Britt Busted For Misleading Sex-Trafficking Story In Bizarre SOTU Response

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by Tyler Durden
Sunday, Mar 10, 2024 - 06:35 PM

Already the subject of bipartisan ridicule for the jaw-droppingly strange persona she displayed in her Republican response to the State of the Union address, Alabama Sen. Katie Britt is now taking more serious fire -- for having deceptively framed a 16-year-old anecdote about sex trafficking to mislead the audience about when and where the crime happened and how she learned about it. 

Observers of all political stripes winced as soon as first-termer Britt started speaking, sounding every bit like she was delivering an absurdly melodramatic audition for a B-movie part. This video nicely captures the difference between Normal Britt and Thursday night's godawful Middle-School-Theater Britt: 

As she proceeded through her bizarre delivery, Britt eventually came to the subject of border security. Within that passage, she shared an anecdote about a victim of sex trafficking, and did so in a way that misled the audience in three dimensions, making it sound like: 

  • Britt happened to encounter a woman who shared her story in a one-on-one conversation 
  • The sex trafficking happened recently -- and during Biden's term
  • The sex trafficking occurred in the United States

None of that is true. 

Here's what Britt said: 

When I took office [in 2023], I took a different approach. I traveled to the Del Rio sector of Texas. That’s where I spoke to a woman who shared her story with me. She had been sex trafficked by the cartels starting at the age of 12. She told me not just that she was raped every day, but how many times a day she was raped.The cartels put her on a mattress in a shoebox of a room, and they sent men through that door over and over again for hours and hours on end.

We wouldn’t be ok with this happening in a third world country. This is the United States of America, and it is past time, in my opinion, that we start acting like it. President Biden’s border policies are a disgrace.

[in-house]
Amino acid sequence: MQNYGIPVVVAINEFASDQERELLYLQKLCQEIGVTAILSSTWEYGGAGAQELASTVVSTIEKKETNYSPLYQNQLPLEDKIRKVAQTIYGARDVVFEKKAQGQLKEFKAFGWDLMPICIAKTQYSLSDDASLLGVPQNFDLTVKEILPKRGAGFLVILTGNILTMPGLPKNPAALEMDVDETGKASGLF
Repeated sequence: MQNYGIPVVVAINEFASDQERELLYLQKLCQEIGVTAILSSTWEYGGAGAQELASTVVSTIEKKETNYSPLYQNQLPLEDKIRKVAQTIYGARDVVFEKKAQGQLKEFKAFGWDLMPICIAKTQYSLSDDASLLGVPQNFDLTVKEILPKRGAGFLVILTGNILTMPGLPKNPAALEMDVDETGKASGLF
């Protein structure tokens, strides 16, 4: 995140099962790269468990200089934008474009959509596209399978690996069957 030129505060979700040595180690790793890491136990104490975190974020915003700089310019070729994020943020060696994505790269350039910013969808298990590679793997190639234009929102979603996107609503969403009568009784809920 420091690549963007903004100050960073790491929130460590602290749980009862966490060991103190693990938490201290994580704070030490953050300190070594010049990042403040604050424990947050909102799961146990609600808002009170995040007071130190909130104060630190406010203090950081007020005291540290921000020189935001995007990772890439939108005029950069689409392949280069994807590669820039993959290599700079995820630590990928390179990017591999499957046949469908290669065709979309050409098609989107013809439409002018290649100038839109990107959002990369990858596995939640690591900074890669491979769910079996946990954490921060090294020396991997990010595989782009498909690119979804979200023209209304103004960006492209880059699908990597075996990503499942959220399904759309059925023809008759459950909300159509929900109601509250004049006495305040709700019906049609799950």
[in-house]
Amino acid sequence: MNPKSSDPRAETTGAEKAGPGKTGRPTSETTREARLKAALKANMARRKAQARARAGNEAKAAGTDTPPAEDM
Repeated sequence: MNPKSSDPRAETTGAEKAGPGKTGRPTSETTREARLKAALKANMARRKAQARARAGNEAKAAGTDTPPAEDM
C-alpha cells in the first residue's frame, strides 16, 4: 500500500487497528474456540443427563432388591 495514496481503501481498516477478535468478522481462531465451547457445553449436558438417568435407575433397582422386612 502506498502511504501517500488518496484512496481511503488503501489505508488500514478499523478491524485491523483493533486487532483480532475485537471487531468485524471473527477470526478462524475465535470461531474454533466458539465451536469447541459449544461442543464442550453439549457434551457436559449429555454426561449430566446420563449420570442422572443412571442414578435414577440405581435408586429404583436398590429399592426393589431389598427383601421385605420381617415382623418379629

On Friday, independent journalist Jonathan Katz posted a video in which he revealed that the unnamed woman Britt described is a Mexican citizen and prominent public advocate against human trafficking named Karla Jacinto Romero who testified before Congress in 2015.

Britt's framing -- "I spoke to a woman" in the Del Rio sector "who shared her story with me" -- made it sound like she came across a little-known person, living in America, who decided to open up to Britt in an intimate conversation. In fact, Britt heard Romero's account when Britt, Romero, and Sen. Marsha Blackburn participated in a public, roundtable discussion.

Britt (second from left) heard Romero's account of being abused inside Mexico from 2004 to 2008 during this round-table discussion (Sen. Marsha Blackburn/Twitter)

At the event, 31-year-old Romero gave her frequently-shared and reported account of having been sex-trafficked between the ages of 12 and 16 -- in other words, way back during the George W. Bush administration. 

Beyond serving as an indicator of how long ago Romero's abuse occurred, the question of who was US president at the time is utterly irrelevant, because Romero wasn't even trafficked in the United States or anywhere near it. It all took place inside Mexico and, from reporting on her story, it appears most or all of her forced-prostitution happened in the vicinity of Mexico City -- nearly 1,000 miles from the American border.

In her speech, Britt melodramatically proclaimed, "We wouldn't be ok with this happening in a Third World country. This is the United States of America." And now we find the whole thing did happen in a Third World country

Romero doesn't even live in the United States, making Britt's emphasis on having spoken with her near Del Rio, Texas all the more misleading. Interviewed from Mexico by the New York Times, Romero said when she learned about Britt using her story in the speech, "I thought it was very strange."

There are enough real horror stories associated with America's open border to make the case for better security. Britt's decision to mislead her audience with an anecdote about sex trafficking that happened some 16 years ago far outside America is as baffling as her choice of persona for her first big moment in the spotlight.